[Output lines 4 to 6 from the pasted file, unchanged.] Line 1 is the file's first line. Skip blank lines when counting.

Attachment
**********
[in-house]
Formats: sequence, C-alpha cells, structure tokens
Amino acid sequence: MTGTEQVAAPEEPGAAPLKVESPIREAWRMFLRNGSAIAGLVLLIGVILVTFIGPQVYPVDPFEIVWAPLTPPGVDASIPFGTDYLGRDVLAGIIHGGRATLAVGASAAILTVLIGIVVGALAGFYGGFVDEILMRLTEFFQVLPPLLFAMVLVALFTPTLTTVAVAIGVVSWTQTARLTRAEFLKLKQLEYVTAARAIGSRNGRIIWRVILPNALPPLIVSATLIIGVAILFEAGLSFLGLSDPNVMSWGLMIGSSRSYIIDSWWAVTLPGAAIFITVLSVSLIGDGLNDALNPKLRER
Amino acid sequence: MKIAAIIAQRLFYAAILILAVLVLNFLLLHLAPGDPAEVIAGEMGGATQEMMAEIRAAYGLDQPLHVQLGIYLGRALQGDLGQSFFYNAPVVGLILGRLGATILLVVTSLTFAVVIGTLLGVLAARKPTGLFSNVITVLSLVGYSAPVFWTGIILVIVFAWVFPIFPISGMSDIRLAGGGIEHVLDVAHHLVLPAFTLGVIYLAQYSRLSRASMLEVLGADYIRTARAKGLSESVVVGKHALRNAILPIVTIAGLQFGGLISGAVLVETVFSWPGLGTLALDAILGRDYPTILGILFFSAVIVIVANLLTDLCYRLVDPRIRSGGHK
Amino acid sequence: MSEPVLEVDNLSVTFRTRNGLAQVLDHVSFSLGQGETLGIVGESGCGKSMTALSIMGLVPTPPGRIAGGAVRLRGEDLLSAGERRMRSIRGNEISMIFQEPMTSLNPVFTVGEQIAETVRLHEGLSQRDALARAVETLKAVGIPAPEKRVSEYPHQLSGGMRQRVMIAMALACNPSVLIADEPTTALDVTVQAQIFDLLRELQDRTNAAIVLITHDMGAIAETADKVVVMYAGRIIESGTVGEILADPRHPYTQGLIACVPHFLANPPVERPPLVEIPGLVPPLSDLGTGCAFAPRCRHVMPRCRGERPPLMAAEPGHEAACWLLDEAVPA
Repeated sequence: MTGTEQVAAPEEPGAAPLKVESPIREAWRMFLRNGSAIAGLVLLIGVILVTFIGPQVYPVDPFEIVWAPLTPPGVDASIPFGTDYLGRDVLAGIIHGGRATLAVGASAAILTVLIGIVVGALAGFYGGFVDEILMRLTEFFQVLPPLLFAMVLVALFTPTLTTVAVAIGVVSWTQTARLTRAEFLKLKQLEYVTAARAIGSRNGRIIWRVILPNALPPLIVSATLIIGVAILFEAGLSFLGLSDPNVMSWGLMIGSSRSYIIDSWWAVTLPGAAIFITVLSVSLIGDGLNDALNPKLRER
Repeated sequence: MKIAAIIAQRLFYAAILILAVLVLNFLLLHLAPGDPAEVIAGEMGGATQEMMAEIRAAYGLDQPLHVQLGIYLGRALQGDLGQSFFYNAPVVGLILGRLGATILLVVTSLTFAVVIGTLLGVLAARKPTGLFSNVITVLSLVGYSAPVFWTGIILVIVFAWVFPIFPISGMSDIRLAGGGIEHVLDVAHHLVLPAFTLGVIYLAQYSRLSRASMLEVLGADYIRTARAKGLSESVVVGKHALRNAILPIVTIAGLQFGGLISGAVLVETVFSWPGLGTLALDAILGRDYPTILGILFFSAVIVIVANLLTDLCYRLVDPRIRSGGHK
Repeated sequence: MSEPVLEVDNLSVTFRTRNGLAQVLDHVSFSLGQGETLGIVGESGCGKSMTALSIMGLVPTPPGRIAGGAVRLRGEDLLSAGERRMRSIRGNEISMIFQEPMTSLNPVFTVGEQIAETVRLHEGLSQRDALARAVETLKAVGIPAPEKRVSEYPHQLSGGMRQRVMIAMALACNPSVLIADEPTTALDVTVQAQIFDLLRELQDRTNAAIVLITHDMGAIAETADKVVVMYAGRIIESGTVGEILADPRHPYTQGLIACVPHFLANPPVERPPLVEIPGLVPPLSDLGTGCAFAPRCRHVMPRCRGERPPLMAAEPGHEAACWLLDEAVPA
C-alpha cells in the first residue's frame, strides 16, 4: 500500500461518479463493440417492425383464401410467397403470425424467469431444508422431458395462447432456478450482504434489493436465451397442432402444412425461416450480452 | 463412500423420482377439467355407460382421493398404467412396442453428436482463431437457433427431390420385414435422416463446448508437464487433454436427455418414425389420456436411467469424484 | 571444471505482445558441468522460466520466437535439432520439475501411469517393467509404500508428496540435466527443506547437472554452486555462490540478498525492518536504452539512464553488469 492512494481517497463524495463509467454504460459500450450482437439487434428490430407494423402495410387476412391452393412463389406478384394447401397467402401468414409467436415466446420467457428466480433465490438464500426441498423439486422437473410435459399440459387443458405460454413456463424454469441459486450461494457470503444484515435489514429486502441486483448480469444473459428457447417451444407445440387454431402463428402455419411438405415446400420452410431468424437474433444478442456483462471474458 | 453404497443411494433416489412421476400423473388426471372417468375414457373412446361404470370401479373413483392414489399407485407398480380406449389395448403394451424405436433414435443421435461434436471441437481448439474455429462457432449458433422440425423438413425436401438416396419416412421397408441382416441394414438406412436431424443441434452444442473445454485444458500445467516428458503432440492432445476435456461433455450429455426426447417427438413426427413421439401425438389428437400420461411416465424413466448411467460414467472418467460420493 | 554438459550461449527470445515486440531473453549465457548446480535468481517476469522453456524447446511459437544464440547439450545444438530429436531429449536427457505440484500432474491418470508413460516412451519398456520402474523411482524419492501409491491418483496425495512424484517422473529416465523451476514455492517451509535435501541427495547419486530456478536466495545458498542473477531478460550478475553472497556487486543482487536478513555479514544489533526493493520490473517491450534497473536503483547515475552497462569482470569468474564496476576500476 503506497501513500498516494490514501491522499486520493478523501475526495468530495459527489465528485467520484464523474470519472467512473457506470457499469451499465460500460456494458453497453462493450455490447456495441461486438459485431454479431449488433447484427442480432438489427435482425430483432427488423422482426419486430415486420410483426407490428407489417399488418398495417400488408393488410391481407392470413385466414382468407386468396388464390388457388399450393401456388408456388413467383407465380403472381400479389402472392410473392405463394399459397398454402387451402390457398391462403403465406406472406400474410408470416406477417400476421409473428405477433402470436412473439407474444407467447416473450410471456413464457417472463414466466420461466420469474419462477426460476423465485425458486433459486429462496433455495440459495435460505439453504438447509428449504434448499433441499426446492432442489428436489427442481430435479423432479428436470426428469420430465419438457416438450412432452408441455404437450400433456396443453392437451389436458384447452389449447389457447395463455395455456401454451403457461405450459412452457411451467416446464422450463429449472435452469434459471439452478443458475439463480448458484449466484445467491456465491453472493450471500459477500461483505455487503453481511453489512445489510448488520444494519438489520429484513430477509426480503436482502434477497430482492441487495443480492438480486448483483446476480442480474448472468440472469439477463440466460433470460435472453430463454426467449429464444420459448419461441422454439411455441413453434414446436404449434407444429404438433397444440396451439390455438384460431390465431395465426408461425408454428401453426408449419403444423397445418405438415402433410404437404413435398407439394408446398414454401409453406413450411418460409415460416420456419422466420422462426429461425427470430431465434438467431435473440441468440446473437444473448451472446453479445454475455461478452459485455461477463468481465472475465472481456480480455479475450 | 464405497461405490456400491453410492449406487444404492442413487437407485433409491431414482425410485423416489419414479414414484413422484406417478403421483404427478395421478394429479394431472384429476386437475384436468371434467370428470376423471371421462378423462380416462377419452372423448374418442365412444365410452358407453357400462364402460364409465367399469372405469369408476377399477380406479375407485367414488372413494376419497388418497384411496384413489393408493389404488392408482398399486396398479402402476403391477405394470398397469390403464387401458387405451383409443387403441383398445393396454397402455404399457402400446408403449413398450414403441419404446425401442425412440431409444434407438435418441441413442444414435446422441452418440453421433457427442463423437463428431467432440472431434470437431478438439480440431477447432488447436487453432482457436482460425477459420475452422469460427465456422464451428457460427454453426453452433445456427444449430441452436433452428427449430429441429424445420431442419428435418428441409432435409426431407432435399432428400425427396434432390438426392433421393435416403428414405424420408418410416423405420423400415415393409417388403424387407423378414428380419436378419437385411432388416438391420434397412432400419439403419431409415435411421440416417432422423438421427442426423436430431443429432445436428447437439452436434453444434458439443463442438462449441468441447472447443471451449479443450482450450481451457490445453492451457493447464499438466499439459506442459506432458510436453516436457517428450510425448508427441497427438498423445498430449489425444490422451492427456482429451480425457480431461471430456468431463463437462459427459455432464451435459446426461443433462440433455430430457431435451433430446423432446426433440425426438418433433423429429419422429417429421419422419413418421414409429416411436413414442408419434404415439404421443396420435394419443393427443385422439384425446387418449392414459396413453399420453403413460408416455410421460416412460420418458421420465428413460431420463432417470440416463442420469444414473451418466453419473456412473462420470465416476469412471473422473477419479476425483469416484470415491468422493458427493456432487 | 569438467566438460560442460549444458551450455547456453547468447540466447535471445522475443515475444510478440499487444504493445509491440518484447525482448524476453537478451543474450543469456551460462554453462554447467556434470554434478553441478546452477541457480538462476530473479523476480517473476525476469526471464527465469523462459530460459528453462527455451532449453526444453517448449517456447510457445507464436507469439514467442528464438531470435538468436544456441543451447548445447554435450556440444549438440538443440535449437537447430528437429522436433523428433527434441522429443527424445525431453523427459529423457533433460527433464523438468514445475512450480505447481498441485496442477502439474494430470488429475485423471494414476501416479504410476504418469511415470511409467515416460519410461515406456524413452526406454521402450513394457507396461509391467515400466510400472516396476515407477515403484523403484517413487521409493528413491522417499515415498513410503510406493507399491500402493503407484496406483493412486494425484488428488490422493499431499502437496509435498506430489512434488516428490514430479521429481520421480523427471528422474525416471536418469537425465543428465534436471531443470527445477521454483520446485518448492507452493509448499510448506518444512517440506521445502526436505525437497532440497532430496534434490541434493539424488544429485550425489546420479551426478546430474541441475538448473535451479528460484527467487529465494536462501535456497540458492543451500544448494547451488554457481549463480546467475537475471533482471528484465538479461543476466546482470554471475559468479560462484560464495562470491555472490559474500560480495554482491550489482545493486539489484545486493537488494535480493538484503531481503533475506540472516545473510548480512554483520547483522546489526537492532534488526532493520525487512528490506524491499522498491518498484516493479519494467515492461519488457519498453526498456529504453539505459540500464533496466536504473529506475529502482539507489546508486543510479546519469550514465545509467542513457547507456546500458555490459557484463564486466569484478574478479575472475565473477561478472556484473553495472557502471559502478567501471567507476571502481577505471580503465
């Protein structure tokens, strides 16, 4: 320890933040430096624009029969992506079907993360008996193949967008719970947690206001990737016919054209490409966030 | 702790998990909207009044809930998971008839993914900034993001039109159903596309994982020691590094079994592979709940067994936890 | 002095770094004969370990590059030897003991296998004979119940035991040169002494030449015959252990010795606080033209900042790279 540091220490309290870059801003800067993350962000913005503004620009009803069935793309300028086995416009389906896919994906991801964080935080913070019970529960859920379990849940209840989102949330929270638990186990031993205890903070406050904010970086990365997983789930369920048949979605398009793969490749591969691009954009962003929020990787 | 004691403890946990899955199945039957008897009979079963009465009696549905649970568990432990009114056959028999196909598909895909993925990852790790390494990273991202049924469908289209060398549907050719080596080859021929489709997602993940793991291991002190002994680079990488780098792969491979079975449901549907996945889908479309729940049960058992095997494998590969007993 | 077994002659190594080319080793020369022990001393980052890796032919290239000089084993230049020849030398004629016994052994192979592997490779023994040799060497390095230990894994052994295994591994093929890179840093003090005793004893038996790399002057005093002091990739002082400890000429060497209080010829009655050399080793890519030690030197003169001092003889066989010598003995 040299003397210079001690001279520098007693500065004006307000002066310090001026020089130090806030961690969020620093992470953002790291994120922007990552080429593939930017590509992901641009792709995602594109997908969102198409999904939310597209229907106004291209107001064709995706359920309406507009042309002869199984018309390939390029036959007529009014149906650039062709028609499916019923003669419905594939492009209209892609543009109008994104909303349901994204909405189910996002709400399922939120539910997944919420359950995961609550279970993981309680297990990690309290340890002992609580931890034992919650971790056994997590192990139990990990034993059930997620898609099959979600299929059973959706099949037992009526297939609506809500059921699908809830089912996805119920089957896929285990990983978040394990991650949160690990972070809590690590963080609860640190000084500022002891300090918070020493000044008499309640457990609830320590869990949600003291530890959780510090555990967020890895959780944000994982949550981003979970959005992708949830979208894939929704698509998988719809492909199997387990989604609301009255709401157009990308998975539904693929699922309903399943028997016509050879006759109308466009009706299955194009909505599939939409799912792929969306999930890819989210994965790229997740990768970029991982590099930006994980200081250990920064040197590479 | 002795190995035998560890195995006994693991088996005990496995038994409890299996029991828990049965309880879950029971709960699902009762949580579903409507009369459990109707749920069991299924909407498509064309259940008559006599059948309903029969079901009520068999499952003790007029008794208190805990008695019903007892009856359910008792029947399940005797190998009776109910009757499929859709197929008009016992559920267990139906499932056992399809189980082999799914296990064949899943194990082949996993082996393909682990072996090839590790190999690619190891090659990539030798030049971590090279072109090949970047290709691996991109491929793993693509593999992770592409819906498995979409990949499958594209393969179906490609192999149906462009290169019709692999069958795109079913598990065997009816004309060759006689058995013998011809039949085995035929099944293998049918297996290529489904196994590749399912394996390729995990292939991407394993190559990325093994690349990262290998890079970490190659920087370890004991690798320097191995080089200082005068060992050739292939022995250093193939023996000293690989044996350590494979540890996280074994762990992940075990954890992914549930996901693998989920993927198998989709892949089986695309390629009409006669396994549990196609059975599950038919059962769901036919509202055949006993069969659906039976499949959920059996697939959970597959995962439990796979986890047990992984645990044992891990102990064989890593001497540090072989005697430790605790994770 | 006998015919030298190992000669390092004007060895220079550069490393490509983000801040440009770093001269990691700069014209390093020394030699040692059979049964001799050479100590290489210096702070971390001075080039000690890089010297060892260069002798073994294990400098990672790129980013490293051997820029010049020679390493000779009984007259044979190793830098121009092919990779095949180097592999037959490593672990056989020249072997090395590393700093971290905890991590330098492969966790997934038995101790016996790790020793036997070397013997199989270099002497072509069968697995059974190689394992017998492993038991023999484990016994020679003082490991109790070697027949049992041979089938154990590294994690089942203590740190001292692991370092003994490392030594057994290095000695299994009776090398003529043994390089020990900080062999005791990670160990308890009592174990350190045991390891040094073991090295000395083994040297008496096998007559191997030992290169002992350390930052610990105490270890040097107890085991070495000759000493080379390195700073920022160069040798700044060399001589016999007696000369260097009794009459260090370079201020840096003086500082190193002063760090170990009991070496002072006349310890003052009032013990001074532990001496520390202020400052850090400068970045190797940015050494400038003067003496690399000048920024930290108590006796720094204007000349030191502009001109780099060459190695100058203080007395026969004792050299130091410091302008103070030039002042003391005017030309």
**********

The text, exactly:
Amino acid sequence: MKIAAIIAQRLFYAAILILAVLVLNFLLLHLAPGDPAEVIAGEMGGATQEMMAEIRAAYGLDQPLHVQLGIYLGRALQGDLGQSFFYNAPVVGLILGRLGATILLVVTSLTFAVVIGTLLGVLAARKPTGLFSNVITVLSLVGYSAPVFWTGIILVIVFAWVFPIFPISGMSDIRLAGGGIEHVLDVAHHLVLPAFTLGVIYLAQYSRLSRASMLEVLGADYIRTARAKGLSESVVVGKHALRNAILPIVTIAGLQFGGLISGAVLVETVFSWPGLGTLALDAILGRDYPTILGILFFSAVIVIVANLLTDLCYRLVDPRIRSGGHK
Amino acid sequence: MSEPVLEVDNLSVTFRTRNGLAQVLDHVSFSLGQGETLGIVGESGCGKSMTALSIMGLVPTPPGRIAGGAVRLRGEDLLSAGERRMRSIRGNEISMIFQEPMTSLNPVFTVGEQIAETVRLHEGLSQRDALARAVETLKAVGIPAPEKRVSEYPHQLSGGMRQRVMIAMALACNPSVLIADEPTTALDVTVQAQIFDLLRELQDRTNAAIVLITHDMGAIAETADKVVVMYAGRIIESGTVGEILADPRHPYTQGLIACVPHFLANPPVERPPLVEIPGLVPPLSDLGTGCAFAPRCRHVMPRCRGERPPLMAAEPGHEAACWLLDEAVPA
Repeated sequence: MTGTEQVAAPEEPGAAPLKVESPIREAWRMFLRNGSAIAGLVLLIGVILVTFIGPQVYPVDPFEIVWAPLTPPGVDASIPFGTDYLGRDVLAGIIHGGRATLAVGASAAILTVLIGIVVGALAGFYGGFVDEILMRLTEFFQVLPPLLFAMVLVALFTPTLTTVAVAIGVVSWTQTARLTRAEFLKLKQLEYVTAARAIGSRNGRIIWRVILPNALPPLIVSATLIIGVAILFEAGLSFLGLSDPNVMSWGLMIGSSRSYIIDSWWAVTLPGAAIFITVLSVSLIGDGLNDALNPKLRER